Explore Mars in both fiction and nonfiction

NASA completes a year-long Mars mission called CHAPEA (Crew Health and Performance Exploration Analog) on July 6, 2024. For 378 days, four ordinary people — with master’s degrees in a STEM field — have been living in Mars Dune Alpha, a 1,700-square-foot habitat built inside a warehouse at the Johnson Space Center in Houston. NASA has not shared many details about the experiment except to say participants will experience “resource limitations, equipment failure, communication delays and other environmental stressors.”

While those participants will be getting a taste of what it may be like to live on Mars, you can explore the Red Planet in your own mind with materials from the Davenport Public Library. Here’s a small sample of what’s available. (Summaries provided by the publishers.)

Non-fiction book: The new world on Mars : what we can create on the red planet by Robert Zurbrin

SpaceX, Blue Origin, and Virgin Galactic are building fleets of space vehicles to make interplanetary travel as affordable as Old-World passage to America. We will settle on Mars, and with our knowledge of the planet, analyzed in depth by Dr. Zubrin, we will utilize the resources and tackle the challenges that await us. What will we build? Populous Martian city-states producing air, water, food, power, and more. Zubrin’s Martian economy will pay for necessary imports and generate income from varied enterprises, such as real estate sales–homes that are airtight and protect against cosmic space radiation, with fish-farm aquariums positioned overhead, letting in sunlight and blocking cosmic rays while providing fascinating views. Zubrin even predicts the Red Planet customs, social relations, and government — of the people, by the people, for the people, with inalienable individual rights — that will overcome traditional forms of oppression to draw Earth immigrants. After all, Mars needs talent.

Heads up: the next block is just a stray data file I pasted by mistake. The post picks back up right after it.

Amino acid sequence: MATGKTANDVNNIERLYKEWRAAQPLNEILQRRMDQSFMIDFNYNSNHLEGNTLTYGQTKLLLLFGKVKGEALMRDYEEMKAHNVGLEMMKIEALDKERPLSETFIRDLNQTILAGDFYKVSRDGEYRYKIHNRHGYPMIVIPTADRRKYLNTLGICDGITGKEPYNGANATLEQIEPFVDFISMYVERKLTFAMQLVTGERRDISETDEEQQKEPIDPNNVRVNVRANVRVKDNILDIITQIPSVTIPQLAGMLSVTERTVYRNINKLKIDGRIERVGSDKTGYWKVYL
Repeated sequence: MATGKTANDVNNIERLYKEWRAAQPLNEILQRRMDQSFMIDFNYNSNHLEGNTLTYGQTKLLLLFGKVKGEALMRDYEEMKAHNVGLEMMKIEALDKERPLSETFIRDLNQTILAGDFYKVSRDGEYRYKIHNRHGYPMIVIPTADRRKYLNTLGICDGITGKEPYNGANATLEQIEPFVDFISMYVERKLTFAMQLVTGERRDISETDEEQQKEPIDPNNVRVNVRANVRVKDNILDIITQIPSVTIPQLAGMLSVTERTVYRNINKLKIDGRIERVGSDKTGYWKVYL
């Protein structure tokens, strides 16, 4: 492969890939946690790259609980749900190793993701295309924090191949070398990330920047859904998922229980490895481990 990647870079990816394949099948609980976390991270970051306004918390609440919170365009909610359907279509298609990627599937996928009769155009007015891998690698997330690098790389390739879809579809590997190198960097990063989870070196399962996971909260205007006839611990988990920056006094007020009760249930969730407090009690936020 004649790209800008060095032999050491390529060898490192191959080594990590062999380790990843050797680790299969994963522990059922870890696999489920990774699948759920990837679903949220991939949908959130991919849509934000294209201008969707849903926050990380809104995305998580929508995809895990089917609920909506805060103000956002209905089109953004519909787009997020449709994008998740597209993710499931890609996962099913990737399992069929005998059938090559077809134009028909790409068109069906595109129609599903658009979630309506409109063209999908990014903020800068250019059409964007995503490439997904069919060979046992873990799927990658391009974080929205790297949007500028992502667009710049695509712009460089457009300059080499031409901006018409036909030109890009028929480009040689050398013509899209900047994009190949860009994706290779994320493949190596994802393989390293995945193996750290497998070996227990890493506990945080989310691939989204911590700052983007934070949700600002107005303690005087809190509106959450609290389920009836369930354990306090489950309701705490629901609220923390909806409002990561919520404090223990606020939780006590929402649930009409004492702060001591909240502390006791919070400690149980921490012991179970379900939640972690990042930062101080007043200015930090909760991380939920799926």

Documentary on DVD: Space : the longest goodbye

In the next decade, NASA will send astronauts to Mars for the first time. Separated from Earth, and unable to communicate with the ground in real-time, crew members will experience extreme isolation that could gravely affect their three-year journey. This Sundance-premiering documentary follows a savvy NASA psychologist tasked with protecting daring space explorers. Ido Mizrahy’s documentary “Space : the longest goodbye,” explores issues facing plans for a manned mission to Mars. The challenge is to not only figure out how to physically prepare astronauts for 3+ years in space, but also psychologically.

Fiction book: Girlfriend on Mars by Deborah Willis

Amber Kivinen is moving to Mars. Or at least, she will be if she wins a chance to join MarsNow. She and 23 reality TV contestants from around the world — including attractive Israeli soldier Adam, endearing fellow Canadian Pichu, and an assortment of science nerds and wannabe influencers — are competing for two seats on the first human-led mission to Mars, sponsored by billionaire Geoff Task. Meanwhile Kevin, Amber’s boyfriend of 14 years, was content going nowhere until Amber left him — and their hydroponic weed business — behind. Since the technology to come home doesn’t exist yet, would Amber really leave everything behind to be a billionaire’s Martian guinea pig? Sure, the rainforest is burning, Geoff Task has bought New Zealand, and Kevin might be a little depressed, but isn’t there some hope left for life on Earth?

Science fiction book: The strange by Nathan Ballingrud

New Galveston, Mars: Fourteen-year-old Anabelle Crisp sets off through the wastelands of the Strange to find Silas Mundt’s gang who have stolen her mother’s voice, destroyed her father, and left her solely with a need for vengeance. Since Anabelle’s mother left for Earth to care for her own ailing mother, her days in New Galveston have been spent at school and her nights at her laconic father’s diner with Watson, the family Kitchen Engine and dishwasher as her only companion. When the Silence came, and communication and shipments from Earth to its colonies on Mars stopped, life seemed stuck in foreboding stasis until the night Silas Mundt and his gang attacked. Ballingrud’s novel is haunting in its evocation of Anabelle’s quest for revenge amidst a spent and angry world accompanied by a domestic Engine, a drunken space pilot, and the toughest woman on Mars.

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